If something has changed that affects your monthly income – your employment, a serious illness or injury, or a divorce, for example – and you do not think that you can make a payment on time, talk to the lender or ask your attorney concerning options.
If it’s going to be impossible for you to catch up on your payments, selling the vehicle may provide the money you need to pay off the loan. A repossession will damage your credit score, but selling the vehicle will not.
How Will a Vehicle Repossession Affect You?
A vehicle repossession can inconvenience you immediately if you do not have alternative transportation for school, work, or child care. A vehicle repossession will also:
- damage your credit score
- impair your ability to qualify for a loan
- appear on your credit report for the next seven years
- exacerbate your difficulties if you are already struggling with your debts
If you simply cannot make your vehicle loan payments, and if the repossession of the vehicle is imminent, the smartest step you can take is promptly contacting a North Carolina repossession attorney.
Your attorney can discuss options to protect the vehicle. Lenders often work with borrowers to agree on a new payment arrangement, but if you are absolutely unable to make payments under any arrangement, you may have to consider the bankruptcy option.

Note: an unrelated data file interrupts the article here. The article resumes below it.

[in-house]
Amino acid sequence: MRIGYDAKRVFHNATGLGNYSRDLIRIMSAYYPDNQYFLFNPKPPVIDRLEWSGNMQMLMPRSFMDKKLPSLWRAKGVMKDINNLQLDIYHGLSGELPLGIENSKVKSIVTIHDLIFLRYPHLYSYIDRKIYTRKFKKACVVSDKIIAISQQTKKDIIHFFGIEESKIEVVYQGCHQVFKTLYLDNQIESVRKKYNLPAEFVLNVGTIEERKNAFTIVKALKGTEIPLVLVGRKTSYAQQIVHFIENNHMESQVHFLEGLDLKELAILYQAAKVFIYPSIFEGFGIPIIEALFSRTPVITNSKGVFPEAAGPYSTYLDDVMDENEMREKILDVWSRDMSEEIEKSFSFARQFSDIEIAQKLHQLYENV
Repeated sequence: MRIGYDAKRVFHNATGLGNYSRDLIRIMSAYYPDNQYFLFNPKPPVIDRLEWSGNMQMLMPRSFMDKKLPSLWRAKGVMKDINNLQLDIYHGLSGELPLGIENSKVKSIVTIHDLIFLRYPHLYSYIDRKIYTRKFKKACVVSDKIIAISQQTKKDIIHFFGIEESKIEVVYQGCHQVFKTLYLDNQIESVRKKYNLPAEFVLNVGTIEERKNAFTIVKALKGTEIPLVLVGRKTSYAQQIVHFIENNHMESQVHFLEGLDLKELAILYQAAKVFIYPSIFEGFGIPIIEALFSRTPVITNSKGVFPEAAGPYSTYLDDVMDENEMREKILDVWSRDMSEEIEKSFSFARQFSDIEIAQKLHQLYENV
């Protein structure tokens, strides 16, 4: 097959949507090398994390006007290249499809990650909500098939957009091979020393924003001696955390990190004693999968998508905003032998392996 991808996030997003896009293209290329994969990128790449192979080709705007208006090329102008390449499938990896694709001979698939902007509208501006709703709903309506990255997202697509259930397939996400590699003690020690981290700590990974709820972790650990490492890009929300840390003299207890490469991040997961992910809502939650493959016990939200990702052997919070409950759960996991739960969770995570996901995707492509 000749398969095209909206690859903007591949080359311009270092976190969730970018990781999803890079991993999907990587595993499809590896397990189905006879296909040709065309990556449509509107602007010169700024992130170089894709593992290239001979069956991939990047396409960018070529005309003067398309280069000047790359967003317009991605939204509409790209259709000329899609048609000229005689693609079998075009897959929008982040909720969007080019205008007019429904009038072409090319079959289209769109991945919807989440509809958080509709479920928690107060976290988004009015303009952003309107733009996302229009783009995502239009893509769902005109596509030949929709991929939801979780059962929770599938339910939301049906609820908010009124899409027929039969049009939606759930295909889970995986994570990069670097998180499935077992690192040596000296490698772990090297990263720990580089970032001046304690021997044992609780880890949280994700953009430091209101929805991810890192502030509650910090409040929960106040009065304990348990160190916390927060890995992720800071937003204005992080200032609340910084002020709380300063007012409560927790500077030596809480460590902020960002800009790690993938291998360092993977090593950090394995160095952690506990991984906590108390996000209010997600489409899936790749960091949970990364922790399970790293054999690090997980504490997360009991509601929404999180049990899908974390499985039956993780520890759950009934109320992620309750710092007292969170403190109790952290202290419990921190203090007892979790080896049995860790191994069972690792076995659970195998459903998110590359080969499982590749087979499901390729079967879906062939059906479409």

What Should You Know About Bankruptcy?
For some North Carolina consumers, filing for bankruptcy before your vehicle can be repossessed may be your only realistic and practical choice for holding on to the vehicle.
As soon as your petition for bankruptcy is filed, the court issues an automatic stay that prevents any creditor from repossessing your vehicle or taking any other collection action. Lenders can be penalized by the court if they violate your automatic stay.
Bankruptcy is generally the last resort, but if your North Carolina repossession lawyer advises you that bankruptcy is your best option, that lawyer will explain how bankruptcy works, help you with the paperwork, and guide you through the process.
If your vehicle has been repossessed, a chapter 13 bankruptcy may provide a way for you to have the vehicle returned to you if you act promptly and a Chapter 13 bankruptcy is filed before the vehicle is sold at auction because the automatic stay prevents the vehicle from being sold.
Choose the Right Repossession Attorney
If your vehicle is about to be repossessed or has been repossessed or if you are overwhelmed by debts that you cannot pay, the award-winning legal team at Gillespie & Murphy will:
- protect your legal rights
- explain your legal options
- deal with a lender on your behalf
- help you file for bankruptcy and guide you through the process
You can’t make informed decisions about repossession or bankruptcy without the advice of a knowledgeable repossession or bankruptcy attorney. Know your options. When you become our client at Gillespie & Murphy, you’ll be treated with dignity and respect and offered every courtesy and consideration.
We have offices in Wilmington, New Bern, Greenville, and Jacksonville. If your vehicle is going to be repossessed or has been repossessed or if you have debts that you simply cannot pay, arrange now for a no-cost, no-obligation legal consultation with an attorney at Gillespie & Murphy by calling 252-636-2225.